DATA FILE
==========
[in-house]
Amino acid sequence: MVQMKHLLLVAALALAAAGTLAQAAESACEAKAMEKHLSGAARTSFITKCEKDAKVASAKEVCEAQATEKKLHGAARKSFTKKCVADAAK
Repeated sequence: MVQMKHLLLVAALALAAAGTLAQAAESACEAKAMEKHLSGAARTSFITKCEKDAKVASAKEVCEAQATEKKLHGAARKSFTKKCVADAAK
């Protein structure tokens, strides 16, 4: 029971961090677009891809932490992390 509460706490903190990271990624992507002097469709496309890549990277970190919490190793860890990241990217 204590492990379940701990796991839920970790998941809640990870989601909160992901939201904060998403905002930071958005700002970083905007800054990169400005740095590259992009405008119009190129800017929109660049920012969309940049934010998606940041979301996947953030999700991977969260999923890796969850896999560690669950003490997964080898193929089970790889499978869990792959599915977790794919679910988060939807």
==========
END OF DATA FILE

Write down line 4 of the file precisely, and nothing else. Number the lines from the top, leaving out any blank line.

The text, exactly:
């Protein structure tokens, strides 16, 4: 029971961090677009891809932490992390 509460706490903190990271990624992507002097469709496309890549990277970190919490190793860890990241990217 204590492990379940701990796991839920970790998941809640990870989601909160992901939201904060998403905002930071958005700002970083905007800054990169400005740095590259992009405008119009190129800017929109660049920012969309940049934010998606940041979301996947953030999700991977969260999923890796969850896999560690669950003490997964080898193929089970790889499978869990792959599915977790794919679910988060939807």